Grand Rapids Poet Laureate visits Aquinas

Kyd Kane, the poet laureate of Grand Rapids. Photo courtesy of Daniel Combs.

Story by Yashowanto Ghosh, Reporter

Kyd Kane, the current Poet Laureate of Grand Rapids, visited Aquinas for the fourth and final event of the Contemporary Writers Series’ 2022-2023 schedule on March 29 and March 30.

Ericka “Kyd Kane” Thompson is a multi-disciplinary artist, working in fields as diverse as spoken-word poetry, visual art and art education.  Their Tuesday afternoon session at the Donnelly Center was a world apart from most lunchtime talks of the Contemporary Writers Series, in that the masterclass they led was hands-on, designed to get everyone in attendance to write a poem of their own.

Kane started the afternoon with a very brief introduction of their background:  They were raised by their grandparents, and they first started writing as a child when they discovered that a notebook was a safe space where they could be present with themself to rewrite their story.  They recited one of their own poems first, and then walked us through a poetic aesthetic they called “compelling poetic self-portrait.” 

It started with each of us choosing one of a pageful of possible sentence beginnings, all with subject “I,” but with different verbs.  Kane told us their sentence of the moment and then they asked every person in the room, without exception, to say their sentence aloud.  

Kyd Kane performing on Wednesday night. Photo courtesy of Daniel Combs.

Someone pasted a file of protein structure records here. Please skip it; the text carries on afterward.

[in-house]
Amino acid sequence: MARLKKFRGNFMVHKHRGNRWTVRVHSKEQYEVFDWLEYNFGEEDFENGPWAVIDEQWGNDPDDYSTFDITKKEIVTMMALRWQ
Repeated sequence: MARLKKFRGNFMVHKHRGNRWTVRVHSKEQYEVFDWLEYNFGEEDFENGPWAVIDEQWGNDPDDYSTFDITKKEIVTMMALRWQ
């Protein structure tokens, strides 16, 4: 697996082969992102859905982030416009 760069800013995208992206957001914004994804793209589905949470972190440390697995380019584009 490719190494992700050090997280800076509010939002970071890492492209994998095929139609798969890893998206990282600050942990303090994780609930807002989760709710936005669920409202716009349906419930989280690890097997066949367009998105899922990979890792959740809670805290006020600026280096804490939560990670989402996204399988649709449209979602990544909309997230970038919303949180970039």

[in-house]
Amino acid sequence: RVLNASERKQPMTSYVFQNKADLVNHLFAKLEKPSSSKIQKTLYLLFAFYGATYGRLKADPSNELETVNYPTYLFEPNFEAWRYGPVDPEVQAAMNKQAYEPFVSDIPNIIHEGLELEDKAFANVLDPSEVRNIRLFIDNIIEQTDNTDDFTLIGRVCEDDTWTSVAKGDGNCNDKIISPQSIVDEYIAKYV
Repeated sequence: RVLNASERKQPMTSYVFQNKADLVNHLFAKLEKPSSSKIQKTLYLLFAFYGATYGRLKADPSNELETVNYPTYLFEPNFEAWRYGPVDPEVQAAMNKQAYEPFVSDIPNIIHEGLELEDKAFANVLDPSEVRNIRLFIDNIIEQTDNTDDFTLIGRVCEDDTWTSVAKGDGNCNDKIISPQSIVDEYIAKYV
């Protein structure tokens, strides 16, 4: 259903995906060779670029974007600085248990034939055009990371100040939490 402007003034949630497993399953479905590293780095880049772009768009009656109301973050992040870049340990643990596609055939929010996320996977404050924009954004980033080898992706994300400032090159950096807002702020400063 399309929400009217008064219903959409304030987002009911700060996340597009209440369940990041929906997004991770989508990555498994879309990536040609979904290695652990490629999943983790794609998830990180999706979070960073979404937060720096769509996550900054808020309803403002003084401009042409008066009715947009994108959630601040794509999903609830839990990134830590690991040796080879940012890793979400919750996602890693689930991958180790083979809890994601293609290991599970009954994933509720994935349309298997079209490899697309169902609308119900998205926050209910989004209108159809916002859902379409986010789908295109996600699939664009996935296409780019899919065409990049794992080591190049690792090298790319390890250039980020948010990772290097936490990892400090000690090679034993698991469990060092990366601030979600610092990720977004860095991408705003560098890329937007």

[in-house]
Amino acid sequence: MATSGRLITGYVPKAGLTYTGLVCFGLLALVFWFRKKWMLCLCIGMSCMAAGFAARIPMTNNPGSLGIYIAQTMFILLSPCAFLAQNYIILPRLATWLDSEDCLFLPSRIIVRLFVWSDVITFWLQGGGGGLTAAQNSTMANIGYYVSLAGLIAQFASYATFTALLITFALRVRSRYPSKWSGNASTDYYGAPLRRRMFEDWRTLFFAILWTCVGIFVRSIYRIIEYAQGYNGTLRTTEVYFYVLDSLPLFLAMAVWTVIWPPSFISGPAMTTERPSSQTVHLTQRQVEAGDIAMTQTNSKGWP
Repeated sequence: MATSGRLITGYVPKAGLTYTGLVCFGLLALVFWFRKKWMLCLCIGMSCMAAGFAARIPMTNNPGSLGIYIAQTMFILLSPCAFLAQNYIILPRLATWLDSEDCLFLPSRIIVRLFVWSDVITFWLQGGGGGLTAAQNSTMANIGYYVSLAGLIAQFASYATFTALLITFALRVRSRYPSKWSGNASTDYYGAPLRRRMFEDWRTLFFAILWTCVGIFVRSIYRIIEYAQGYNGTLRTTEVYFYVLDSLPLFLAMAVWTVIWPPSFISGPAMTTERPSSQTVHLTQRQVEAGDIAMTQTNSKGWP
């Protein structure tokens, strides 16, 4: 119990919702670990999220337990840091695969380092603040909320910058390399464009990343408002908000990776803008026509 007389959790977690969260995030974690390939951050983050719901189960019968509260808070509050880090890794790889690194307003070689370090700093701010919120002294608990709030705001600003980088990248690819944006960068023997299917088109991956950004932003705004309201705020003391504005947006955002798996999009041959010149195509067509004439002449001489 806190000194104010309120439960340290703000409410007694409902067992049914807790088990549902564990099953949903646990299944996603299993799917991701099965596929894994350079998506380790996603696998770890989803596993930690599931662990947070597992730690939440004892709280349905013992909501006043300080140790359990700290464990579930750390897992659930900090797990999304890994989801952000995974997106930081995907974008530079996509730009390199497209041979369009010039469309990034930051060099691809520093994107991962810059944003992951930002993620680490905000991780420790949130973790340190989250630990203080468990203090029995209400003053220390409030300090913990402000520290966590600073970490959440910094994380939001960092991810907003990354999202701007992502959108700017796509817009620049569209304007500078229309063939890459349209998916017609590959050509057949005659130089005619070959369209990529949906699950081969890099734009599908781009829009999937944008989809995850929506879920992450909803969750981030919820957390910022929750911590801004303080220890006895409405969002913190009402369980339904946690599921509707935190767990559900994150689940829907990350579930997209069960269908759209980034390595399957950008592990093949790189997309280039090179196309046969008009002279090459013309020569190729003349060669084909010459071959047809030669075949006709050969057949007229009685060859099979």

Then, they asked everyone to feel their sentences in some part of their bodies, and there was another round where each person in the room, again starting with Kane themself, expanded upon their first sentences with the details they had felt viscerally.  After one more iteration, you would have a finished poem.  This time Kane left it up to us whether we would recite the results; one person—senior Mac Anderson—actually recited their poem. 

It was a spectacle to witness the creation of a poem, from start to finish, within a few feet of ourselves, but we in fact got even more out of the event:  We all came away with hands-on experience of Kane’s process, which is capable of such spectacular results.  And, while the process can only give you poems about yourself, Kane said that was exactly the intention: 

“Lots of people can talk about what’s happening in the world, but who can talk about you?” Kane said.

The 25th season of the Aquinas College Contemporary Writers Series concluded with Kane’s spoken word reading, open to the public, at the Wege Ballroom at 7:30 p.m. on Wednesday, March 30.